A few years ago, a seminar attendee asked Ronnie whether his bird dog could also be his pet. Not quite sure how to respond, Ronnie asked the bird dog owner to provide a definition of the difference between a bird dog and a pet. The response was essentially that a bird dog was bred for a purpose, had a driving desire to fulfill that purpose, and also had a need for boundaries and rules. Conversely, the attendee shared that a pet’s sole purpose was to provide affection, and had no other expectations or purposes associated with her life.
By those criteria, the answer was clear. “No sir, your bird dog cannot be your pet,” Ronnie answered. But the definition piqued our concerns for pets in general, as animals tend to be healthier both physically and mentally with rules, boundaries, and a purpose to fulfill.
We believe the responsibilities of dog ownership are similar to the responsibilities of raising children. Boundaries must be established so the dog or child knows what the expected behavior is, and how to be successful. Rules provide the guidelines for behavior. Learning new skills keeps the brain healthy, active, and responding positively. A purpose provides direction for energy and an outlet for genetic tendencies and inherent desires. All in all, humans benefit from an education and a purpose in life, and we feel that our dogs do as well.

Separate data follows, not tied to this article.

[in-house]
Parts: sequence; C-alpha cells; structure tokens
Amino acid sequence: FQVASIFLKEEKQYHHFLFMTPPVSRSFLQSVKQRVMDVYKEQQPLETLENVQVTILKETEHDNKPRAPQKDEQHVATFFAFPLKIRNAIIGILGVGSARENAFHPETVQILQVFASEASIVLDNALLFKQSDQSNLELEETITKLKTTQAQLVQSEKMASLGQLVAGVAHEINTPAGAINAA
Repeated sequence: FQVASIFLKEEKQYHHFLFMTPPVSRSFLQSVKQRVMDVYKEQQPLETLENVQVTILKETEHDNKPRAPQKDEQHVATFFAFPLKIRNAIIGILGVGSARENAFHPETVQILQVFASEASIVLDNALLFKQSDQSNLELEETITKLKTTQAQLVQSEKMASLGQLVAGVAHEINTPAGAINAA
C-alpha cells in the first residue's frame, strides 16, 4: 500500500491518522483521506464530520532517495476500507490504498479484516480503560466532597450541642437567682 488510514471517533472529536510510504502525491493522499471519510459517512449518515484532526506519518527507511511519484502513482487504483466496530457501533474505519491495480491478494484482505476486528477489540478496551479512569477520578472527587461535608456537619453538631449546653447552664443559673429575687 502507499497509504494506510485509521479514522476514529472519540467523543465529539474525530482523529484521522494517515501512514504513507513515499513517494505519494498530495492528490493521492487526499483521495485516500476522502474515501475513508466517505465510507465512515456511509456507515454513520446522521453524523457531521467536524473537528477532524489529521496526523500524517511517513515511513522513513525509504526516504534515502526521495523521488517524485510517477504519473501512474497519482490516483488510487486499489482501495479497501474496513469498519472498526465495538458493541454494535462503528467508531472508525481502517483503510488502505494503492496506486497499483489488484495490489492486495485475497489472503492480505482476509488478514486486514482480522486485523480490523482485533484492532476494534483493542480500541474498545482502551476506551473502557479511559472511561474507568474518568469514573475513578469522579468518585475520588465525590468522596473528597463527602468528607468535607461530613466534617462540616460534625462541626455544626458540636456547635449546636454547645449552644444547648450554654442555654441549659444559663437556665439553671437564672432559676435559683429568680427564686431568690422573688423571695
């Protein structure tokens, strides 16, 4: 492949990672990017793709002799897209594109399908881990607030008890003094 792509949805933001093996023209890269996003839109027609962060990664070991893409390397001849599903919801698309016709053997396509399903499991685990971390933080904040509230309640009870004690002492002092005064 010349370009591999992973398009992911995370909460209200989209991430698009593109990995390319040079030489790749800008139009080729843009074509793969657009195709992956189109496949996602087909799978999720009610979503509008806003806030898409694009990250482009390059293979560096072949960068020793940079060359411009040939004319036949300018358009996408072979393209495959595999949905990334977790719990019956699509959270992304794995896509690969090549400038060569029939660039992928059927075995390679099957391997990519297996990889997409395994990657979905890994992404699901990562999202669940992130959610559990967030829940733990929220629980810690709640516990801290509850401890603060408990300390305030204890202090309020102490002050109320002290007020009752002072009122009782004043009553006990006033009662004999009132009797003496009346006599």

Dogs that have spent their lives without consistent rules, boundaries, and training tend to be more fearful in general and commonly exhibit neurotic behaviors. These behaviors include fear-based aggression and obsessive behavior (incessant licking of hot spots, constant hunting of bugs, fixation on rocks or on digging, etc.). Dogs that have consistent rules, boundaries, and training, on the other hand, tend to be level-headed, capable of confidently navigating new situations and environments, and remain generally less stressed through the course of their lives. Dogs that listen and comply with rules tend to be better behaved, get to go more places and experience more things. This in turn gives them more mental stimulation and confidence.